Ukraine: Separatist Rebels Announce Elections In October, Draw Reaction From Kiev | International Business Times
Pro-Russian separatist rebels in eastern Ukraine will hold their own elections in October, the leader of the self-proclaimed Donetsk People’s Republic said Thursday. The announcement drew a rebuke from Ukrainian President Petro Poroshenko, who said any election that did not occur with oversight from Kiev could violate last February’s Minsk peace accord. Slated for October 18, the elections will occur “on the basis of Ukrainian law … in the parts where it does not contradict the constitution and law” established in separatist-held eastern Ukraine, said Alexander Zakharchenko, self-styled prime minister of the Donetsk People’s Republic in eastern Ukraine, according to Agence France-Presse. Zakharchenko did not provide further details on how the elections would occur or whether rebels would be in contact with the Ukrainian government in Kiev.
Russia proposed a UN Security Council draft resolution Thursday asking Kiev to “immediately start consultations” with pro-Russian separatists on elections within their eastern Ukraine strongholds. The Russian text cites a paragraph from a February peace accord, which “provides for discussion and agreement on questions related to local elections in certain areas of the Donetsk and Lugansk regions.”
While Russia hailed the Nov. 2 elections held by Ukraine’s Kremlin-backed separatists as a legitimate expression of popular will, more evidence has piled up in recent days that the results of the elections had been rigged. Other reported problems with the elections: not being held in accordance with Ukrainian and international law, the absence of independent observers, the removal of all major competitors of the incumbent leaders from the race, the distribution of vegetables at polling stations and the lack of media freedom. On top of that, separatist guards wielding assault rifles at polling stations were seen by some commentators as intimidating. Others criticized the self-proclaimed Donetsk People’s Republic and Luhansk People’s Republic for artificially decreasing the number of polling stations to a minimum, causing long lines intended to demonstrate a high turnout on Russian television. The governments of the unrecognized republics were not available for comment.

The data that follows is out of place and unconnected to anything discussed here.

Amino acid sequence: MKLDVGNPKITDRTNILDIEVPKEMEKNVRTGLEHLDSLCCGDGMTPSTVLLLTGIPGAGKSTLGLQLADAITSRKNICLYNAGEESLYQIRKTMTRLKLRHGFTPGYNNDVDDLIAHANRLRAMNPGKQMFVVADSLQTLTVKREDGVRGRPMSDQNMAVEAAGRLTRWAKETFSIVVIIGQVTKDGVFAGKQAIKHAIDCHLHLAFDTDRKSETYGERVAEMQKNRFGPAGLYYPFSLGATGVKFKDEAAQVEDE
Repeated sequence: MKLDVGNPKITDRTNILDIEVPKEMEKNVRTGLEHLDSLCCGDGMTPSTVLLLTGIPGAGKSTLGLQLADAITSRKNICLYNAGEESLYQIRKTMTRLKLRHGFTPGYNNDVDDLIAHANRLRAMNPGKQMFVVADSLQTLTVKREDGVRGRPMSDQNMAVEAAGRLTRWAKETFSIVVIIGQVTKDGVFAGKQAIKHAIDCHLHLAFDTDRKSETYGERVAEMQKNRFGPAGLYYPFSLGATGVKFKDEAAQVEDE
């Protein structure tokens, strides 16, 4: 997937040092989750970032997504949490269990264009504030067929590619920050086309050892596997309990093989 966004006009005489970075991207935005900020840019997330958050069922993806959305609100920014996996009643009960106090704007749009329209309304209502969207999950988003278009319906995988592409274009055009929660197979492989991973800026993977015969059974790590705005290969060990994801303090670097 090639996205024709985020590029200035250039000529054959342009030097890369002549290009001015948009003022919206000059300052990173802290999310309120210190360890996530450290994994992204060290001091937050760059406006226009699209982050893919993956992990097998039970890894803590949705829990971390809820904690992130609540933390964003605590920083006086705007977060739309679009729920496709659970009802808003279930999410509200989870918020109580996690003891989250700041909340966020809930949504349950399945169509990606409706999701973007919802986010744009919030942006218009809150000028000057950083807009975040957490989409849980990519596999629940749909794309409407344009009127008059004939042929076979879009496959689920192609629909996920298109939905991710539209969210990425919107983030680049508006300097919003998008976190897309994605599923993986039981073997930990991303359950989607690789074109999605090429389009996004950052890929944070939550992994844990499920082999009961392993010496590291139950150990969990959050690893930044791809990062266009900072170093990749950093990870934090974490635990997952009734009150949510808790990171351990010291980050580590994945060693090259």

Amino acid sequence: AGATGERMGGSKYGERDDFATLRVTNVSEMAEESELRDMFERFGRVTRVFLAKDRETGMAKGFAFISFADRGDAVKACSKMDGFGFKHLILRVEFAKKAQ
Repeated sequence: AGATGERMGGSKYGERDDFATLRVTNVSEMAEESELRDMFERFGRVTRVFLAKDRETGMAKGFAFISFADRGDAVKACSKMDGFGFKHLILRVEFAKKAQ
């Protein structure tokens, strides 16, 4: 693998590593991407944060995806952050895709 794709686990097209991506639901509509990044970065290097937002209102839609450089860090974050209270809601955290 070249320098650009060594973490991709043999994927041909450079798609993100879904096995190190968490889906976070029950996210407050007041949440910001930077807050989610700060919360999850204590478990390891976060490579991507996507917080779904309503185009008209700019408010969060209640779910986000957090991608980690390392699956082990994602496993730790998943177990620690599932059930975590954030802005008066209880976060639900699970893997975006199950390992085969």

Ukraine: Merkel, Juncker Say EU’s Russia Sanctions to Stay After Eastern Ukraine Elections | Wall Street Journal
German Chancellor Angela Merkel and the new European Commission president said there was no prospect in sight of scaling back sanctions on Russia, maintaining a tough stance after Moscow embraced the results of a separatist election in eastern Ukraine. Ms. Merkel said in Berlin on Wednesday that the European Union should consider expanding its sanctions list to include the winners of Sunday’s local voting. The EU, Kiev and the U.S. have refused to recognize the elections and said that Russia’s refusal to condemn them are a breach of a September cease-fire. “We should also have another look at the list of specific individuals who now have responsibility in eastern Ukraine due to these illegitimate elections,” Ms. Merkel told reporters. “Otherwise I think we should maintain the sanctions we have.”
Chancellor Angela Merkel’s spokesman told reporters at a news conference in Berlin on Monday that Sunday’s elections in rebel-held eastern Ukraine were “illegitimate,” as they contravened the country’s constitution and the Minsk ceasefire signed in September. Steffen Seibert also said the manner in which the polls in the rebel-declared Donetsk People’s Republic and the nearby self-proclaimed Luhansk People’s Republic were conducted were “extremely questionable.” “It is all the more incomprehensible that there are official Russian voices that are respecting or even recognizing these so-called elections,” Seibert said. He added that under these circumstances there could be no thought of easing EU sanctions on Russia, and that if the situation in eastern Ukraine deteriorated further measures may be needed.